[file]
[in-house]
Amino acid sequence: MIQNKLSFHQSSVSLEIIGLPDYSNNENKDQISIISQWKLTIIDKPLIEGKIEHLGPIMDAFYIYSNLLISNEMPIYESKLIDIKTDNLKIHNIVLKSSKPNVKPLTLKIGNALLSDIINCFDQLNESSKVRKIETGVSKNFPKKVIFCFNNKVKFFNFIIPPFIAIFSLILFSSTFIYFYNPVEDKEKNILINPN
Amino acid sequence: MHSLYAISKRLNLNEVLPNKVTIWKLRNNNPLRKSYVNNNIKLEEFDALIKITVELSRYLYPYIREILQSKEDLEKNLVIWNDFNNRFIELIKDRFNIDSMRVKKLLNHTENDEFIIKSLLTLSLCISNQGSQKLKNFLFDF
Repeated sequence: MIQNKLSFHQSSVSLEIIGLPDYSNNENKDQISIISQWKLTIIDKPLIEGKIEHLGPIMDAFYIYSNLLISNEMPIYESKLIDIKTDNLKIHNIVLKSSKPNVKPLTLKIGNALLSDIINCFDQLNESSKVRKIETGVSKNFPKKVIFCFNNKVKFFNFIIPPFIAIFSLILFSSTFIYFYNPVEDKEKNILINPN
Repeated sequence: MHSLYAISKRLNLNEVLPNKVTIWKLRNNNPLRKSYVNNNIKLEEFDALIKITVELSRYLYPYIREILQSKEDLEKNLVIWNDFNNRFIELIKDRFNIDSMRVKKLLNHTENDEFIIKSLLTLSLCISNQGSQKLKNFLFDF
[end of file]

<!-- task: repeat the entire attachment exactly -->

[in-house]
Amino acid sequence: MIQNKLSFHQSSVSLEIIGLPDYSNNENKDQISIISQWKLTIIDKPLIEGKIEHLGPIMDAFYIYSNLLISNEMPIYESKLIDIKTDNLKIHNIVLKSSKPNVKPLTLKIGNALLSDIINCFDQLNESSKVRKIETGVSKNFPKKVIFCFNNKVKFFNFIIPPFIAIFSLILFSSTFIYFYNPVEDKEKNILINPN
Amino acid sequence: MHSLYAISKRLNLNEVLPNKVTIWKLRNNNPLRKSYVNNNIKLEEFDALIKITVELSRYLYPYIREILQSKEDLEKNLVIWNDFNNRFIELIKDRFNIDSMRVKKLLNHTENDEFIIKSLLTLSLCISNQGSQKLKNFLFDF
Repeated sequence: MIQNKLSFHQSSVSLEIIGLPDYSNNENKDQISIISQWKLTIIDKPLIEGKIEHLGPIMDAFYIYSNLLISNEMPIYESKLIDIKTDNLKIHNIVLKSSKPNVKPLTLKIGNALLSDIINCFDQLNESSKVRKIETGVSKNFPKKVIFCFNNKVKFFNFIIPPFIAIFSLILFSSTFIYFYNPVEDKEKNILINPN
Repeated sequence: MHSLYAISKRLNLNEVLPNKVTIWKLRNNNPLRKSYVNNNIKLEEFDALIKITVELSRYLYPYIREILQSKEDLEKNLVIWNDFNNRFIELIKDRFNIDSMRVKKLLNHTENDEFIIKSLLTLSLCISNQGSQKLKNFLFDF